Breckinridge, KY — Started reading about this today and it is just appalling. Coming from a few years of “homesteading” experience (homesteading-lite), having a background in natural resources and land management, and being a CASA volunteer, this situation strikes me on so many levels. This is probably the best summary of the REAL issues that can be observed at the Naugler family homestead just by looking at the pics. I’m glad this author chose to focus on the pond because that was one of the first things that stuck out to me as well. The pond is a scummy, open pit sitting just a few hundred yards away from the family’s tent (12 people living in a tent!!). It is clearly a health and safety hazard, but in one interview the mom explains its condition as being “green” due to “letting it go back to nature” or something. Degraded conditions do not spontaneously improve. The ignorance– and I say that honestly, not intending to hurl insults– of this family makes this situation totally unsafe for children. It’s one thing if adults want to live backcountry style in a situation like this (and I wouldn’t mind the camping, minus the poor land stewardship), but it’s another thing entirely to have a very large family with babies and toddlers living like this.

This just hurts my heart… and being supportive of large families, and homeschooling and homesteading and off-the-grid living, I feel in a way sort of responsible to point out why this is so wrong. It’s probably readily apparent to most people. To some, the problems may not be so clear, especially if you generally support some of the marginalized choices this family has made. But this is not ok. It’s just not.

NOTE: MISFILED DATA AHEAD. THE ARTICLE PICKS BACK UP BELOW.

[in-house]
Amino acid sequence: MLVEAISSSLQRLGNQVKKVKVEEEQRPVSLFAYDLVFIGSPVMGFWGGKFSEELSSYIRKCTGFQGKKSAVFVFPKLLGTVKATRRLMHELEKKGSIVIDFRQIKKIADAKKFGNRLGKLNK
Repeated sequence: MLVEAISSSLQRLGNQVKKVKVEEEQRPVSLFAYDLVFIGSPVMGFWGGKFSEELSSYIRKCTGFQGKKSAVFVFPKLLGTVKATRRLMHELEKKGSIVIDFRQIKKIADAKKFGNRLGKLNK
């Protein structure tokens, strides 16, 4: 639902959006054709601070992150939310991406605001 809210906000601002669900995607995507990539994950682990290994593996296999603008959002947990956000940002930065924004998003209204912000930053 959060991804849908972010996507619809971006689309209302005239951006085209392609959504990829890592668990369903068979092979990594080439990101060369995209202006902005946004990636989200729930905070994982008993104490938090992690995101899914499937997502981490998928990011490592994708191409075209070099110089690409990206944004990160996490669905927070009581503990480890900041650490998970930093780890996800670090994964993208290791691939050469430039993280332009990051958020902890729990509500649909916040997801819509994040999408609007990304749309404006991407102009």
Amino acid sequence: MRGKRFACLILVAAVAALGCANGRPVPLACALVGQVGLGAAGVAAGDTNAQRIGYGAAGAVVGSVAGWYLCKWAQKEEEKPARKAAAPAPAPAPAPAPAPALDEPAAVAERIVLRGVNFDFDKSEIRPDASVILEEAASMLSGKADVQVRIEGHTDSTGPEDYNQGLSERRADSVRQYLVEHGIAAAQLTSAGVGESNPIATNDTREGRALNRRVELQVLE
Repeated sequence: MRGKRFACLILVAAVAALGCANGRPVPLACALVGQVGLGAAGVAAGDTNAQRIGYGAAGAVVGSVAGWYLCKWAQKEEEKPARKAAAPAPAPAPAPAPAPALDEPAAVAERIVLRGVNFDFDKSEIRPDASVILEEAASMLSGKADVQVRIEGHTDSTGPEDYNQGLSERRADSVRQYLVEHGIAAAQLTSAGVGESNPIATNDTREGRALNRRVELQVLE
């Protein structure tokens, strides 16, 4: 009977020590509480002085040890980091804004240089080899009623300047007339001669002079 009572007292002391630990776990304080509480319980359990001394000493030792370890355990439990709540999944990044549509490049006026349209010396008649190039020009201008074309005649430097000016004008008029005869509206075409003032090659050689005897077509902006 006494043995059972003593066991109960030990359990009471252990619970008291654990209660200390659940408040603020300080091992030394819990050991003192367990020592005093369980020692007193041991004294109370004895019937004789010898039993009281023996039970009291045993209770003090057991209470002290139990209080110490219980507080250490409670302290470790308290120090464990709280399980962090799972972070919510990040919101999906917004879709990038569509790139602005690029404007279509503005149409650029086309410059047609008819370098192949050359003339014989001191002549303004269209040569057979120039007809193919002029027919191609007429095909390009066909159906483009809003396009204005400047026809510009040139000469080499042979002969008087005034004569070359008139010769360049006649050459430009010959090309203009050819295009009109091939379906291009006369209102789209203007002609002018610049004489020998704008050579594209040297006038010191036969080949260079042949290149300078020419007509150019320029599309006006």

Keeping things neat and tidy on a farm/homestead with kids is not easy and it doesn’t always have to look pretty, but it does have to be safe.

It is not necessarily even about poverty. The family has received tens of thousands of dollars in gifts from people who support and clearly care for them, but so far it is unclear whether that money will actually be used to clean up the property and invest in a real dwelling in order to have their children returned to them.

From the article:
“This has been framed as a “off the grid” issue. It is not. “Off the grid” does not mean, by default: dangerous, filthy, ignorant of basic food preparation and safety, anti Government and anti documentation. “Off the Grid” living can be done safely, cleanly, and in full compliance with all local laws and regulations (in many states). I know. I lived it.